Make in India: How PM Narendra Modi’s pet project is beyond sloganeering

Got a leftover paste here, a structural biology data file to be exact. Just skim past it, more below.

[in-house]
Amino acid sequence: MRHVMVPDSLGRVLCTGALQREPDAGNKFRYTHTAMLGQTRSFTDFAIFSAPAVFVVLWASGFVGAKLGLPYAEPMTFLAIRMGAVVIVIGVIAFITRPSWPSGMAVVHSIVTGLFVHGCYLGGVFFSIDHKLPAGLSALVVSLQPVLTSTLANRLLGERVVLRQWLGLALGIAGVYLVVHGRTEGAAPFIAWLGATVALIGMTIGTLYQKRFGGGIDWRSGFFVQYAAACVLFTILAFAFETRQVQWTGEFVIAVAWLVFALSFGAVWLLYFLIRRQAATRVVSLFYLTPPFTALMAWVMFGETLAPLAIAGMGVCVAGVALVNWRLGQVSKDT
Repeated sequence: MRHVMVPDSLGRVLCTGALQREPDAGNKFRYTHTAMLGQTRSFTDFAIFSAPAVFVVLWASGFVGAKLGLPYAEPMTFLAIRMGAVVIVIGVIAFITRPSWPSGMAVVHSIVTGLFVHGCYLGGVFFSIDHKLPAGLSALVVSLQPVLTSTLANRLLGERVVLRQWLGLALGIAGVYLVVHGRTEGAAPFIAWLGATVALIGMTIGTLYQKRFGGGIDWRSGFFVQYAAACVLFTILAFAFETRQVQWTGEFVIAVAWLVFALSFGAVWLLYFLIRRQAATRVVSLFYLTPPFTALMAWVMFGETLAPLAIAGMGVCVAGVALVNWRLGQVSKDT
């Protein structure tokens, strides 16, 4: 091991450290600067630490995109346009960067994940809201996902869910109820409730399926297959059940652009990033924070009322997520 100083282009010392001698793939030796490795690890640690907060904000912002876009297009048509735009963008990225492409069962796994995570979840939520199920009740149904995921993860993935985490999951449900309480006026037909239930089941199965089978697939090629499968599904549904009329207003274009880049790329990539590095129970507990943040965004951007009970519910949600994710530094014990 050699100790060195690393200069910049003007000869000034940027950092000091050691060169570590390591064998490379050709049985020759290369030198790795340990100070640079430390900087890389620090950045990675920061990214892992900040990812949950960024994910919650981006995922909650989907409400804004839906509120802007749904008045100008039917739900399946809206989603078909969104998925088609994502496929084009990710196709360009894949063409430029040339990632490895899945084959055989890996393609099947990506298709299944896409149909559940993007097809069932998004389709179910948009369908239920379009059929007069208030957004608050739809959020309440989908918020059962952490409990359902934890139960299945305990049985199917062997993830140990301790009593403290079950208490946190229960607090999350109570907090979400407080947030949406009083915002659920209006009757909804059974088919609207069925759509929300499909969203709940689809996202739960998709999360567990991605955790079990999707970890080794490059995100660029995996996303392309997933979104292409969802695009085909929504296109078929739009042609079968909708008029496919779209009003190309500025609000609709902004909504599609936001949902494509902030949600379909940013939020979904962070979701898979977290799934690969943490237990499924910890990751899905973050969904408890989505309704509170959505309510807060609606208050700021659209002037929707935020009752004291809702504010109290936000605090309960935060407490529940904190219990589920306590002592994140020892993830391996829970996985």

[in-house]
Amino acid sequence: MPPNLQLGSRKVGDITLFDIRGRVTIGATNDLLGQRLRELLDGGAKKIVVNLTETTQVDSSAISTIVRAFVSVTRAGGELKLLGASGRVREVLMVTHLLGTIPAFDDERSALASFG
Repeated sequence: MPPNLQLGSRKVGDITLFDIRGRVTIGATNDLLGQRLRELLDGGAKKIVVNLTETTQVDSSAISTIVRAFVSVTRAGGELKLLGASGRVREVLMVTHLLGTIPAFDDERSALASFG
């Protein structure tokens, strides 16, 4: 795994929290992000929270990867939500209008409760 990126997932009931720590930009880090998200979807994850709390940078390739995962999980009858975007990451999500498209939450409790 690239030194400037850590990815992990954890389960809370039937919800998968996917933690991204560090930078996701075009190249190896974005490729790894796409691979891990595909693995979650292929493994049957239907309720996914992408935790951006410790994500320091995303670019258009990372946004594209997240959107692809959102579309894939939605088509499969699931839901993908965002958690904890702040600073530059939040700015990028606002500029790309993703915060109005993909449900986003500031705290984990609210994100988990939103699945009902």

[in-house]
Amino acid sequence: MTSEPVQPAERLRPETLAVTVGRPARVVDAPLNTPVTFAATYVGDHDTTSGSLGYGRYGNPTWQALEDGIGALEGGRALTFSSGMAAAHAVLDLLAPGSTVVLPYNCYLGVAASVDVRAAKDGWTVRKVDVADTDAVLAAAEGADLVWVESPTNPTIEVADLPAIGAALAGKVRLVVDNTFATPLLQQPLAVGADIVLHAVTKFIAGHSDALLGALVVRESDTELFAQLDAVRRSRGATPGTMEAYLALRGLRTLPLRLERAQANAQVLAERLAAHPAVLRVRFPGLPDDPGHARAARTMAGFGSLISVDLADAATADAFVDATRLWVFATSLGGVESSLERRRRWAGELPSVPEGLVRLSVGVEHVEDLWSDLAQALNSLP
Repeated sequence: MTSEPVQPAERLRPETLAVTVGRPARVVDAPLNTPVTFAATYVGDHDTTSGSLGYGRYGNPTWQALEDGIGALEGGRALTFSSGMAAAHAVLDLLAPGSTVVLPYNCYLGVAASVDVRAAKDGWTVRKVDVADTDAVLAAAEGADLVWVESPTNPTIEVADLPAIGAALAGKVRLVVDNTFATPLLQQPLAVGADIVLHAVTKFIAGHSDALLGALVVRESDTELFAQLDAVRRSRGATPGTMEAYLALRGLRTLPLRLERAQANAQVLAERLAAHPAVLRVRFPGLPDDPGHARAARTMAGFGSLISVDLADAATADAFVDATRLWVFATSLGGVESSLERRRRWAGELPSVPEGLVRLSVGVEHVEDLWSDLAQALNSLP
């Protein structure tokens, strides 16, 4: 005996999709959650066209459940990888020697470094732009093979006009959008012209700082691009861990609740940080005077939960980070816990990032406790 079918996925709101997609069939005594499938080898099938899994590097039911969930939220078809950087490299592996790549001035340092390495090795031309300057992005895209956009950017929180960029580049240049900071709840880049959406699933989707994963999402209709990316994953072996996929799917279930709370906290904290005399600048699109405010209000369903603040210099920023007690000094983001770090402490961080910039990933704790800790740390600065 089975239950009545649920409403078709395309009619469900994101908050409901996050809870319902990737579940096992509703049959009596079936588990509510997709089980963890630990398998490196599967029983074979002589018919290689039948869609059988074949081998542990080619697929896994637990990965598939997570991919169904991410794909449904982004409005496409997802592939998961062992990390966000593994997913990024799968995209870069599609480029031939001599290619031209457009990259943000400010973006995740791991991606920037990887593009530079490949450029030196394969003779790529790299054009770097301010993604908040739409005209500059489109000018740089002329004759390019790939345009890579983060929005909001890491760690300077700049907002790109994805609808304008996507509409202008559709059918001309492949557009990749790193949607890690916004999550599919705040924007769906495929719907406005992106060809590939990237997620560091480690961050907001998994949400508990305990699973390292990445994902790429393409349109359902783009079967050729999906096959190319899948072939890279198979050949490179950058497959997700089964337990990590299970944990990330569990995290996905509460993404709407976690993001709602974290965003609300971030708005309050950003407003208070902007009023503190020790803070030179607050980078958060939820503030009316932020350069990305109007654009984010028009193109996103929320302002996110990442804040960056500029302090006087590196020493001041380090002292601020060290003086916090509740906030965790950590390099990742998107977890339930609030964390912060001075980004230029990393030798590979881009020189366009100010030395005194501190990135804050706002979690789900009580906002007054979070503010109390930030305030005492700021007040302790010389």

Ahead of the Quad Leaders’ Summit, Prime Minister Narendra Modi had a roundtable in Tokyo with the top CEOs and executives of Japanese firms and invited them to “Make in India for the World”. Soon after, the Union Minister for Commerce and Industry, Piyush Goyal, visited the United Kingdom. While in London, he addressed a sectoral roundtable of investors, including Fintech, venture capital funds, and banks, and outlined how “Make in India for the World” would enable British companies to leverage cost competitiveness, scale, and skill to become global champions. So, is it just a catchy slogan that the Modi government is using for public consumption, as the Opposition claims, or is there more to it than we realise? Putatively, the primary object of the Make in India scheme has been to increase manufacturing within the country to create job opportunities and to ensure that the manufacturing sector's contribution to GDP is increased to 25 per cent by 2025, which is presently revolving around 17 per cent (2021 data) and was a tad over 14 per cent in 2016. The Opposition generally mocks at the “Make in India” schemes, claiming that they have ostensibly failed to produce the desired results. The supporters of the government present rosy pictures and endless arguments to demonstrate the success story of Make in India. All these questions can be answered using vital relevant data because numbers speak louder than arguments. The export of merchandise products and FDI in the manufacturing sector is the best parameter to judge the success or failure of the scheme. If India's manufacturing base is expanded, exports will naturally increase, and vice versa. The FDI inflow meter in manufacturing can also be a barometer to measure the success or failure of the scheme. From FY14-15 to FY17-18, the export of manufactured goods was around Rs 17-19 lakh crore. There was a sudden spurt in merchandise exports in FY18-19, clocking export turnover of Rs 23.07 lakh crore, registering growth of 17.95 per cent YoY (year-over-year). The COVID-19 pandemic had halted this growth again for two years, and export of merchandise produced a reduction of Rs 21.60 lakh crore for FY20-21, but in FY21-22 it has again increased to Rs 31.46 lakh crore, registering a YoY growth of 45.72 per cent, which is a historical one and probably the highest in recent decades in terms of value and growth percentage. People may argue that growth in rupee terms is higher due to the depreciation of the rupee, but exports in dollars for FY2021-22 are also pegged at $421,890 million representing 44.58 per cent YoY growth. India is now not only the largest importer of crude oil and petroleum products but also petroleum products account for the highest export in the previous fiscal year, accounting for around 21 per cent of total turnover, totalling more than Rs 6.5 lakh crore. Biggest contributor was pearls, followed by gems, which constitute around 8.5 per cent of India's total exports. Iron steel and medicinal products are not far behind, which are also around 6.5 per cent and 6 per cent, respectively, of total export turnover. The product categories of top export items themselves show that the manufacturing base is making inroads in India. After the COVID-19 pandemic, European countries are now considering India to be a trusted partner, which is evident from the fact that exports from India registered the highest growth in EU countries. The export of merchandise goods to EU countries has reached its highest ever turnover of more than Rs 6.40 lakh crore, registering growth of more than 60 per cent from the immediate financial year. Surprisingly, the Netherlands became the largest importer of Indian merchandise products, importing more than Rs 90,000 crore in value, up from around Rs 45,000 crore the previous year. *** Also Read New India’s five big, surprising trends and what they mean Rise of creator economy and why India needs a new skilling paradigm Weak currency, strong economy: How India is on the path to becoming ‘aatmanirbhar’ One vision and a billion people’s dream for a $5 trillion economy IMF is wrong: India doesn’t have to wait till 2029 to be a $5 trillion economy; it can still be done by 2025 *** The success story of Make in India can also be seen in another segment, which is the electronic segment, including telecom instruments. The world’s leading companies have made India the assembly point for their electronic products, with exports in this segment exceeding Rs 1.10 lakh crore in fiscal year 2021-22. Telecom instruments alone clocked an export turnover of more than Rs 55,000 crore in the last financial year. More often than not, Gujarat remains the leader in exports. As per the Niti Aayog's second edition of the Export Preparedness Index 2021, released this March, Gujarat has emerged as the top-performing state, beating other coastal economic powerhouses such as Maharashtra and Tamil Nadu. Gujarat led the export contribution in India with its total share accounting for 20.83 per cent as of 2020-21, followed by Maharashtra with a 20.06 per cent share. Likewise, the FDI in India was around Rs 4.5 lakh crore in the current year, which was around Rs 2.5 lakh crore in FY 2015-16. Computer software and hardware segments attracted the highest FDI, which was more than Rs 1.10 lakh crore, followed by the automobile industry, which attracted more than Rs 55,000 crore FDI, compared to Rs 12,000 crore in the previous year. Despite the fact that exports of manufactured goods have reached an all-time high, India is concerned that the trade deficit is widening due to increased imports. This May's trade deficit was pushed up by a surge in imports, which rose 62.83 percent YoY, while exports rose 20.55 percent, revised trade data released by the Ministry of Commerce and Industry showed. The Make in India initiative will continue. In the coming years, an increasing number of manufacturers are anticipated to establish operations in India. Prime Minister Narendra Modi is personally driving a wave of changes that will modernise and open up India's economy. As a result, India's economic climate is becoming progressively freer. Assuredly, India has no time to relax. It must continually strive to become the most popular business destination on the globe. Yuvraj Pokharna is an independent journalist and columnist. Mukesh Kabra is a Surat-based Chartered Accountant practicing from 25 years. Views expressed are personal. Read all the Latest News , Trending News ,  Cricket News , Bollywood News , India News and Entertainment News here. Follow us on Facebook , Twitter and Instagram .